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in the world, no one who works full time deserves to live in property. i think raising the minimum wage to $15 an hour -- i do believe it is the right thing to do. theing back to , over 25cture tax years, the legislature as well as past governors have kicked that can down the pothole-ridden road. in the meantime, our infrastructure, bridges, and roads deteriorated greatly. we have not raise the gas tax in more than a quarter-century, because we had politicians from both sides of the isle, as well as governors from both parties, fearful of doing it. the fact is, we need to invest in revenue. we need to capture revenue to invest in our infrastructure, to grow this economy, to put people to work. san bernardino -- i know san bernardino is a working-class county, whether you are in rialto, whether you live in fontana, the city of san bernardino -- hard-working
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people who get up every day, and who work hard to make and's meet , and have respect for working people such as you, j, and others in san bernardino. we had a real opportunity to have billions of dollars in perpetuity to invest in our infrastructure, and at the same time grow this economy and put people who live in san bernardino who are unemployed or underemployed back to work. ironically speaking, president trump is talking about infrastructure, talking about raising the debt ceiling. i do not think it is physically the right thing to do. he is paying interest like on a credit card to fill potholes. it does not make sense. i think we should pay as we go. controversial. nonetheless, i believe it takes leadership from democrats and republicans to move this forward. the past two and a half decades, politicians did not want to do the right thing. rate ine unemployment california, 4.3%. colin is in santa monica.
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comment tot a quick the senator. there is no that danger or consequence in having the state be ruled by only one , iny, in fact, you know santa monica, i watched a supposedly liberal government run the homeless out, bring in so much wealth, make exceptions -- environmental exceptions for the big hotels. so in fact, if you don't have any opposition -- and this goes culturally as well, and certainly in los angeles. you get the democrats, the left, do not even need to really aspire to their own ideals. basically, power corrupts absolutely. i experienced it. a lot of people have in various ways. it is really hard-core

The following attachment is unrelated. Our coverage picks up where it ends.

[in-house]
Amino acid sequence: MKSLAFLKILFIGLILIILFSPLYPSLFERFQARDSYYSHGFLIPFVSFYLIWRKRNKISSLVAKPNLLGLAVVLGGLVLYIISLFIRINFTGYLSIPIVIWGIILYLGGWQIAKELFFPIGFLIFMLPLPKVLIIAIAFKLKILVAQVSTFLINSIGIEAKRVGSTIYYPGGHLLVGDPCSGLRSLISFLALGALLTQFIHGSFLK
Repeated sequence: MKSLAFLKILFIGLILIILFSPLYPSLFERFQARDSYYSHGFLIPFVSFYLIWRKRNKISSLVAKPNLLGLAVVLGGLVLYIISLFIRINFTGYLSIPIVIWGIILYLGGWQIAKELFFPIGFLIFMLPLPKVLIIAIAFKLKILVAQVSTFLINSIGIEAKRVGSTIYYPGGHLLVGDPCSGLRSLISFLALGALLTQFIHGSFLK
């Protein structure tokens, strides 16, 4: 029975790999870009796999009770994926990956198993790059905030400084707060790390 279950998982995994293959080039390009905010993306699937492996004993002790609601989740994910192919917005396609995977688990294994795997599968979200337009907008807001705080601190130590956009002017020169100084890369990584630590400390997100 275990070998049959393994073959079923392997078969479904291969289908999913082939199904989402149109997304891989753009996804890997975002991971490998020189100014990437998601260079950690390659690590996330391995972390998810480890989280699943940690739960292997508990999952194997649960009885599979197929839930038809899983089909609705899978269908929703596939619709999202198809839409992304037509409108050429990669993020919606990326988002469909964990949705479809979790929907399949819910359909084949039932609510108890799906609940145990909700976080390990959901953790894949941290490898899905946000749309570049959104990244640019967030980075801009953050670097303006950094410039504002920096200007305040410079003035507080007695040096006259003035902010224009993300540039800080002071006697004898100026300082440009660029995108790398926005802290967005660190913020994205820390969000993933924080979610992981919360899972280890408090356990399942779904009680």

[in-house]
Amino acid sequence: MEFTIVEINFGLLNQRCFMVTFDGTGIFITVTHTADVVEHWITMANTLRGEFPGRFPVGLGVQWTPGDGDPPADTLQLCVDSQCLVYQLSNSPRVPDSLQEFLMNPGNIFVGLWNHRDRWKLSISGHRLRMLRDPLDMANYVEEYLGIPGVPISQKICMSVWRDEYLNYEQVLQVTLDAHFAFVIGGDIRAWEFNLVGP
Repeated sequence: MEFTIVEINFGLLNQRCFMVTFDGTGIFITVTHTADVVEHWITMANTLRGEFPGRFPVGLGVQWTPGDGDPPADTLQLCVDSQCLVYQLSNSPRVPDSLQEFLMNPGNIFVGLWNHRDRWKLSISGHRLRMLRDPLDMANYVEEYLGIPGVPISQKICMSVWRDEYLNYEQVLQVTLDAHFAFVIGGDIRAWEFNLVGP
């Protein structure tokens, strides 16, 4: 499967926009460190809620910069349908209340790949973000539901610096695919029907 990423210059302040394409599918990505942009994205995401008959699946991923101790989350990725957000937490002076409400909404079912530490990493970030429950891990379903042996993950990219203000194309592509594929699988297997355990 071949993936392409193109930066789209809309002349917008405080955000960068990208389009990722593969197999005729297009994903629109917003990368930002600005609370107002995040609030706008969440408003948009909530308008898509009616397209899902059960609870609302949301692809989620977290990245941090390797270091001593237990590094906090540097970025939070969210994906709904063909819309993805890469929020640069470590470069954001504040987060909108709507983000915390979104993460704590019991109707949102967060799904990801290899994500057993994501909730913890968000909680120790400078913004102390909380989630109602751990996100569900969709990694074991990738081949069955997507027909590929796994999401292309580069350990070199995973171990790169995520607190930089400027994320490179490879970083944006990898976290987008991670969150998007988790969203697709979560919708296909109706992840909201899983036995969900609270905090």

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capitalism, and the poor be , certainly in santa monica. the supreme court ruled it was unconstitutional to throw the homeless out that way, but the cities in california, at least los angeles, seems to disregard that. that is all. host: senator? guest: i will say this -- homelessness is a real issue. to the pointasized where it is a huge crisis, not just in santa monica and the city of los angeles, but throughout california and throughout the nation. say that myo hometown of los angeles is the homeless capital of not california, but the entire world. there has been a lack of leadership. but we have great city council members in l.a. that are moving the ball. we need to tackle this issue of homelessness when it comes to building supportive housing as well as wraparound services for mental health issues, addiction issues.
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with regards to -- going back to democrats controlling the executive branch as well as the branch --legislative it is a reflection of the values of the people of the state of california. as you mentioned, peter, the , or the of californians plurality, are democrats. there are a large number of independents who lean left on the political spectrum. that is a reflection of the votes and the values of the people of california. you cannot force them to become republicans, to become more right of center or the extreme right. that is who they are, and that is who they elected democratically to the positions that occupy the state senate, as well as the assembly, to reflect their values and priorities. that is who we are. be a californian and a democrat. from hiswe extrapolate